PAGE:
Clo. Do you not hear, fellows ? Take away the lady. And tell them, there thy fixed foot shall grow,

Oli. Go to, you're a dry fool; I'll no more of you : Till thou have audience.

besides, you grow dishonest. Vio Sure, my noble lord,

Clo. Two faults, madonna, that drink and good counIf she be so abandon'd to her sorrow,

sel will amend : for give the dry fool drink, then is the As it is spoke, she never will admit me.

fool not dry; bid the dishonest man mend himself,


thee caper.

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her away:

the gate.




if he mend, he is no longer dishonest: if he cannot, eldest son should be a fool, whose skull Jove cram with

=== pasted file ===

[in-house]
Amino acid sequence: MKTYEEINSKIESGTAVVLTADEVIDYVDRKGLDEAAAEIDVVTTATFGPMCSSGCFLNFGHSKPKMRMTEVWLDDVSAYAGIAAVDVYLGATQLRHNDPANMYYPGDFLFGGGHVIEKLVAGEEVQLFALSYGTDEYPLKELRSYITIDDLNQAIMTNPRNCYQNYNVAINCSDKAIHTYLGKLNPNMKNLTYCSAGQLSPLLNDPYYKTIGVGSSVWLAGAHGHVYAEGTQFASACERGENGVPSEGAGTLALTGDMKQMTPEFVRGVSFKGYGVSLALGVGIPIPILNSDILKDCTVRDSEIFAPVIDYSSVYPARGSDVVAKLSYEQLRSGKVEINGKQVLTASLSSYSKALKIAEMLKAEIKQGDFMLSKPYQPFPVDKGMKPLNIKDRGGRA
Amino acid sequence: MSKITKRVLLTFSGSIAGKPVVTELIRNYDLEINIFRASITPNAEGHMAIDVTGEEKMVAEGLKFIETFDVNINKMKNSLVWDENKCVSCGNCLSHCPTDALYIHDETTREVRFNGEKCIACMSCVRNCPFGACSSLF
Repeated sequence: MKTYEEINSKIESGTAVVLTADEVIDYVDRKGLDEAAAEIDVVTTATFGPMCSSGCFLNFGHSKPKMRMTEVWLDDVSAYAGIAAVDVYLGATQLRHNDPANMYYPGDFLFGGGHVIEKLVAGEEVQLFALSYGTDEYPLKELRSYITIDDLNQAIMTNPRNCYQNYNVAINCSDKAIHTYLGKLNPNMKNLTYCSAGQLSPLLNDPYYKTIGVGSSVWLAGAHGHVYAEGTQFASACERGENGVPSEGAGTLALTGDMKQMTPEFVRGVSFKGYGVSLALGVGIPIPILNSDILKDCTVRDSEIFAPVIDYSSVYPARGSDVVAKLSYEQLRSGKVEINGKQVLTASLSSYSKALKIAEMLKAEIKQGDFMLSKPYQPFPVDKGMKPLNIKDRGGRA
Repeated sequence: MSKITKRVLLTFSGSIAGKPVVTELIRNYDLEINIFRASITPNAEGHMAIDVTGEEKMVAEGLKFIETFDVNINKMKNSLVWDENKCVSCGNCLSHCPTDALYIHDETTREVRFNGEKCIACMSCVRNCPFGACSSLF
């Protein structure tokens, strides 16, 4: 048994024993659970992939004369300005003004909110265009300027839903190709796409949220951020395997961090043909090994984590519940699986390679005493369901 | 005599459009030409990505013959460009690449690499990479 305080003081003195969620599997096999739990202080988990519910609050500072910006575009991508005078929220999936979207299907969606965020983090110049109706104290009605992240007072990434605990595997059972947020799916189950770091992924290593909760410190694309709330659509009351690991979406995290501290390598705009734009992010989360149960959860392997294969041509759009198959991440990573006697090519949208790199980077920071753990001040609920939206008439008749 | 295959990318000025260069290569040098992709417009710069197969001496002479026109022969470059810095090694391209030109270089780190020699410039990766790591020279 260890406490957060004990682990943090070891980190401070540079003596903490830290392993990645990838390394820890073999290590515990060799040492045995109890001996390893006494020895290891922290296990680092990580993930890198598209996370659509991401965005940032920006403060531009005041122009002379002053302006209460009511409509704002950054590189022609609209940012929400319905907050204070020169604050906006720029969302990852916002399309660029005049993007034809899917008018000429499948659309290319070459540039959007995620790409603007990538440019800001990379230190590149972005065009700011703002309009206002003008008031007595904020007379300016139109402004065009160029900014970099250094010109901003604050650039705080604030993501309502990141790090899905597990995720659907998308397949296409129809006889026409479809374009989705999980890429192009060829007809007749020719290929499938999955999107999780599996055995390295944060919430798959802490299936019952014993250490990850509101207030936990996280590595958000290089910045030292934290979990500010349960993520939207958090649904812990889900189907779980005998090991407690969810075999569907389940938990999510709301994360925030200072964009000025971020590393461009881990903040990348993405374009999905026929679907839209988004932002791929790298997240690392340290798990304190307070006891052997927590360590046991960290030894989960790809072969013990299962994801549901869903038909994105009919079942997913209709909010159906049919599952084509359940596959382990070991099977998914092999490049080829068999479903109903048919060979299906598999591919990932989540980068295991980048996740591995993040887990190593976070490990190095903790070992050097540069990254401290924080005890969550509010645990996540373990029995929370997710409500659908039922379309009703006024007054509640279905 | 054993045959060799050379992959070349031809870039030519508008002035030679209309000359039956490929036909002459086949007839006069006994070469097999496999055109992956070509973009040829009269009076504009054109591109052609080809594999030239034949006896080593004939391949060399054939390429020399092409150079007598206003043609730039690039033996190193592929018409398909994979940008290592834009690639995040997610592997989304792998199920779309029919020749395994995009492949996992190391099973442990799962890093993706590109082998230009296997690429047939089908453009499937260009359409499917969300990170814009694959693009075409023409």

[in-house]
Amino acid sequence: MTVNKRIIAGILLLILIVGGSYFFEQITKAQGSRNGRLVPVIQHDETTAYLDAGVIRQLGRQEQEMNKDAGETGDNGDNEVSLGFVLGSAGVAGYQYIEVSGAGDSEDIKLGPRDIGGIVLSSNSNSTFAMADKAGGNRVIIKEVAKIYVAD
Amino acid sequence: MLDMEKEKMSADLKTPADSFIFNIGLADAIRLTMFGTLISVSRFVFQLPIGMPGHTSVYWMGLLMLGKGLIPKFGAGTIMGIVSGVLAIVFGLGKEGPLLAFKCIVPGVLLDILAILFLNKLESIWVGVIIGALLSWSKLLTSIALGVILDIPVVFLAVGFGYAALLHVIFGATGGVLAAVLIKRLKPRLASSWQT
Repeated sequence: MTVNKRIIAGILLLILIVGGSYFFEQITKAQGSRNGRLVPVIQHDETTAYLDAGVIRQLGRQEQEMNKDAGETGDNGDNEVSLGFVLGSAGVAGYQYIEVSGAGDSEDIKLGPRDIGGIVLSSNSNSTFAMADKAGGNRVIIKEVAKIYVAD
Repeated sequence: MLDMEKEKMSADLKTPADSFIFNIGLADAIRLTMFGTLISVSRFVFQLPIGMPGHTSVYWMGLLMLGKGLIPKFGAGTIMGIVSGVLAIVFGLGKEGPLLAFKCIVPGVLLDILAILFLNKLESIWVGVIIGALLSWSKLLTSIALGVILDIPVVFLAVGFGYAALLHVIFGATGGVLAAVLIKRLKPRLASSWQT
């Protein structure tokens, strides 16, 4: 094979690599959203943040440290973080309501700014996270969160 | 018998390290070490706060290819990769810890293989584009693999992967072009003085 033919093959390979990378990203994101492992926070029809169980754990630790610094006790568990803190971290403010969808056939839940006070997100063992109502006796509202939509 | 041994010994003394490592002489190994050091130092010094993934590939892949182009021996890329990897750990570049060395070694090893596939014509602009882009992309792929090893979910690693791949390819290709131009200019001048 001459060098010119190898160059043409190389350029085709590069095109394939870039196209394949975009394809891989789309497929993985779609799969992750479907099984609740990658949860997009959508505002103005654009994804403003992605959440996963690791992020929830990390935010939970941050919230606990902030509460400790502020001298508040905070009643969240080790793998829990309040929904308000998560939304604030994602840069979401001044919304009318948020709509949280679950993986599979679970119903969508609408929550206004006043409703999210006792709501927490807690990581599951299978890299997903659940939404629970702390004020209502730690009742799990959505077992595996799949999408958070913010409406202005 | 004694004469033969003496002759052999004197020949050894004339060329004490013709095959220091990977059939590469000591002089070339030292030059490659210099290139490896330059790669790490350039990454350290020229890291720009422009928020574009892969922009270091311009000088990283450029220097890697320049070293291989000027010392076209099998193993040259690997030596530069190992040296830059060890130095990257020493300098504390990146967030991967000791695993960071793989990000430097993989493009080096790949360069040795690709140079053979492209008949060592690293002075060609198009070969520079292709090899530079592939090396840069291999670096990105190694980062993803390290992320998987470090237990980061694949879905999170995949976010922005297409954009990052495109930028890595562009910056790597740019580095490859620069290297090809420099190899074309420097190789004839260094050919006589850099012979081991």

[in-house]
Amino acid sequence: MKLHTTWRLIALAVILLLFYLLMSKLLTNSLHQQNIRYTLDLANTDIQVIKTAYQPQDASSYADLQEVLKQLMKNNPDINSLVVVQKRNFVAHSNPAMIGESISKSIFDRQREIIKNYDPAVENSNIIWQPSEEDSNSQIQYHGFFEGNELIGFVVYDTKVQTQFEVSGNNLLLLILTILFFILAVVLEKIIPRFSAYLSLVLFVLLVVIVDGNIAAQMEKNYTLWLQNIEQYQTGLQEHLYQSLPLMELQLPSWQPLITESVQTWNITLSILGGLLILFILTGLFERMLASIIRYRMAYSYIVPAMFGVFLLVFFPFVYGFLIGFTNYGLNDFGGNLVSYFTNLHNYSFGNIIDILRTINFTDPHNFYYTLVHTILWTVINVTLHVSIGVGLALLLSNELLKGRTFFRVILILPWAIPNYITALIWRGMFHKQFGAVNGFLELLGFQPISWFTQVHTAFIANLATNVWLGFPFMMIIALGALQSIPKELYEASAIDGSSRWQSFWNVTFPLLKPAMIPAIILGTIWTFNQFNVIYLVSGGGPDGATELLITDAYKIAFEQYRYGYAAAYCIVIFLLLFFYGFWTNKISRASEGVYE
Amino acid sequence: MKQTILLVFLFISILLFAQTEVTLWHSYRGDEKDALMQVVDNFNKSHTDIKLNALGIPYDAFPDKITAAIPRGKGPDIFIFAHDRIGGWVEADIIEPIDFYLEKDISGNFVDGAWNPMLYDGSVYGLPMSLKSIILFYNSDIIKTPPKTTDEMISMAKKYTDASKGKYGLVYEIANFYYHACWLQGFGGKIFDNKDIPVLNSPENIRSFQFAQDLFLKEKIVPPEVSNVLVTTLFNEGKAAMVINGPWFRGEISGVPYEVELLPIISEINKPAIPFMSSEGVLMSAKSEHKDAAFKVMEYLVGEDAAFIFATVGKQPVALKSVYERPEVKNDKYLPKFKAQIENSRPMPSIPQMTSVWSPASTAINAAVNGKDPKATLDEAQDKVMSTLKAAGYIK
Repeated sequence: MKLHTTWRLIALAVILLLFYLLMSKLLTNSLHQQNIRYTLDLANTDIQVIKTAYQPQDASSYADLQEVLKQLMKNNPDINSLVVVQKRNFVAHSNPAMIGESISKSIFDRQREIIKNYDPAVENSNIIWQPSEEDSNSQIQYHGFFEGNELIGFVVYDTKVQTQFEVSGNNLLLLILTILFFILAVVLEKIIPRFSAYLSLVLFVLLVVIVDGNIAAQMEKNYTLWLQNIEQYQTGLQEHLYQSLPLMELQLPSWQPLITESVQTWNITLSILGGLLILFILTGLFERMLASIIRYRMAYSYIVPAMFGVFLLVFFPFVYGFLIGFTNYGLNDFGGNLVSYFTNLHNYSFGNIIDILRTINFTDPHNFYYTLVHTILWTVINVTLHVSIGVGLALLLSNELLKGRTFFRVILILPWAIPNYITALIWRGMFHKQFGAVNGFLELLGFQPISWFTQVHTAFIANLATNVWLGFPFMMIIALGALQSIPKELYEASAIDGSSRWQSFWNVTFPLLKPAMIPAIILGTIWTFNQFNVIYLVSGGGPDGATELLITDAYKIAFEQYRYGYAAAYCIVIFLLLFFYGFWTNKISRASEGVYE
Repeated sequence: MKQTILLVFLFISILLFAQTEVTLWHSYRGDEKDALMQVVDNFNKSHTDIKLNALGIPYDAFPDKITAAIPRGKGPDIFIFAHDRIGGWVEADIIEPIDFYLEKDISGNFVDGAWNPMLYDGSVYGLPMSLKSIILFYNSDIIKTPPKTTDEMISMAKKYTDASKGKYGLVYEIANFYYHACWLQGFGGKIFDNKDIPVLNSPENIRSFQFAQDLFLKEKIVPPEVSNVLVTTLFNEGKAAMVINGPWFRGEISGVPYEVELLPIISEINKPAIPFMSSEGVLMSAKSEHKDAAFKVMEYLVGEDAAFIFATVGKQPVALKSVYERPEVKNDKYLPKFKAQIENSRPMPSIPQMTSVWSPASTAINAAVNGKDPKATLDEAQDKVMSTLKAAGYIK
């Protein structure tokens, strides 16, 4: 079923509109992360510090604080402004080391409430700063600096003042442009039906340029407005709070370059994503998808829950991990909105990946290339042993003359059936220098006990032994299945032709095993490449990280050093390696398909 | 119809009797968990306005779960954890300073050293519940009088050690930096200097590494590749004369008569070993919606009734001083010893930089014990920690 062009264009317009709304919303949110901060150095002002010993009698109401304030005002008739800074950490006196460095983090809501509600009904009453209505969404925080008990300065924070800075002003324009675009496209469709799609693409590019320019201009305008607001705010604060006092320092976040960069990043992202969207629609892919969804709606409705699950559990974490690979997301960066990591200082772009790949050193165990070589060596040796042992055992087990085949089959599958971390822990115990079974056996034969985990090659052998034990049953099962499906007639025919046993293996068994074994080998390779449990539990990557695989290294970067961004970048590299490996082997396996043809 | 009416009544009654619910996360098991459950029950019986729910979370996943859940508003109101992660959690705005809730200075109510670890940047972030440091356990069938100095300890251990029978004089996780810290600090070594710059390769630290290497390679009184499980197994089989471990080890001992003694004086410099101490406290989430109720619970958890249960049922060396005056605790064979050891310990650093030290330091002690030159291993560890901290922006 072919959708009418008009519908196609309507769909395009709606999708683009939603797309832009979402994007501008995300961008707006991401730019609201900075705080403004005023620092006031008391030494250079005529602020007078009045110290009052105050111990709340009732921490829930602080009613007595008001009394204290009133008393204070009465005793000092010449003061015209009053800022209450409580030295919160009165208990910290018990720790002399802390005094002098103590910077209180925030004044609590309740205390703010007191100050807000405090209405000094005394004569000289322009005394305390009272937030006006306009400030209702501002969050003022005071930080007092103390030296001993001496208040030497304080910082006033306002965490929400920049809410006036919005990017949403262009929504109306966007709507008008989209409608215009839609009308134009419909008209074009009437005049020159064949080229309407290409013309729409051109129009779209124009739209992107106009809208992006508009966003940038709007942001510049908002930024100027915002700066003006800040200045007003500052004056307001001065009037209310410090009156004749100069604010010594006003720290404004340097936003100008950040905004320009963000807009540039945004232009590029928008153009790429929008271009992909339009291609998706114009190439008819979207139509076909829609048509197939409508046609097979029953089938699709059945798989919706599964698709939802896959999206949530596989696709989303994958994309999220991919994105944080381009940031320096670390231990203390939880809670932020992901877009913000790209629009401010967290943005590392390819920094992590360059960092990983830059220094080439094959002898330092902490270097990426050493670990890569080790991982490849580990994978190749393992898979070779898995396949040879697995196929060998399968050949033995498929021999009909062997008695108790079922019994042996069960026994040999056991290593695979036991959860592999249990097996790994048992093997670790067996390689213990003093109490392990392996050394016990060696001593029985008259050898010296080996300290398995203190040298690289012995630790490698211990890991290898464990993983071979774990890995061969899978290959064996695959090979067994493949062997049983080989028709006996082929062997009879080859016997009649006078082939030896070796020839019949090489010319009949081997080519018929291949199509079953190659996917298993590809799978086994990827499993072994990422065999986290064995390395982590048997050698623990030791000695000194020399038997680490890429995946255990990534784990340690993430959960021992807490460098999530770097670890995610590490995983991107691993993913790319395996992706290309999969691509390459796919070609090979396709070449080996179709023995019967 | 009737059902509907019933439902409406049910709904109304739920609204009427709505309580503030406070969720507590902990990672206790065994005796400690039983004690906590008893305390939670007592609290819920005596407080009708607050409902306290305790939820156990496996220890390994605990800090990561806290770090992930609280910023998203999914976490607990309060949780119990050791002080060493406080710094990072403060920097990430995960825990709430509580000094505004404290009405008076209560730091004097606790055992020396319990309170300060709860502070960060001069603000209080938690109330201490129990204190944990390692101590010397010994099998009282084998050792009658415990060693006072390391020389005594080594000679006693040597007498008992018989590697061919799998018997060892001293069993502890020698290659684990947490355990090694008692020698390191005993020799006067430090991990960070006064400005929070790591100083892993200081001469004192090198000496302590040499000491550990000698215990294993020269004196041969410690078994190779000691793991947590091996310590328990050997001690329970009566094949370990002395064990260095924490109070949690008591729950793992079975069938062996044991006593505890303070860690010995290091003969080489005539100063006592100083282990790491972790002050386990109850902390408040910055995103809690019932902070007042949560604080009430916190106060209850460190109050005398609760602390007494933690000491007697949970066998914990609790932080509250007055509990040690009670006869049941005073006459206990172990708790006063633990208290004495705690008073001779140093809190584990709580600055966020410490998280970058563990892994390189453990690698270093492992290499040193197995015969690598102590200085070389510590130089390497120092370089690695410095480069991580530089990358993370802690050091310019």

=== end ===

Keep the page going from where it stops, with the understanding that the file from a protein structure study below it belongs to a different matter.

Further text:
let the botcher mend him. Any thing that's mended brains ; for here comes one of thy kin, that has a most
is but patched: virtue that transgresses is but patched weak pia mater.
with sin; and sin that amends is but patched with

Enter Sir Toby Belch.
virtue. If that this simple syllogismn will serve, so; Oli. By mine honour, half drunk.-What is he at
if it will not, what remedy? As there is no true the gate, cousin ?
cuckold but calamity, so beauty's a flower.—The lady Sir To. A gentleman.
bade take away the fool; therefore, I say again, take Oli. A gentleman! What gentleman ?

Sir To. "Tis a gentleman here.- A plague o' these
Oli. Sir, I bade them take away you.

pickle-herrings !-How now, sot?
Clo. Misprision in the highest degree -Lady, cu- Clo. Good sir Toby,-
cullus non facit monachum : that's as much as to say, Oli

. Cousin, cousin, how have you come so early by
I wear not motley in my brain. Good madonna, give this lethargy?
me leave to prove you a fool.

Sir To. Lechery! I defy lechery. There's one at
Oli. Can you do it?
Clo. Dexteriously, good madonna.

Oli. Ay, marry; what is he?
Oli. Make your proof.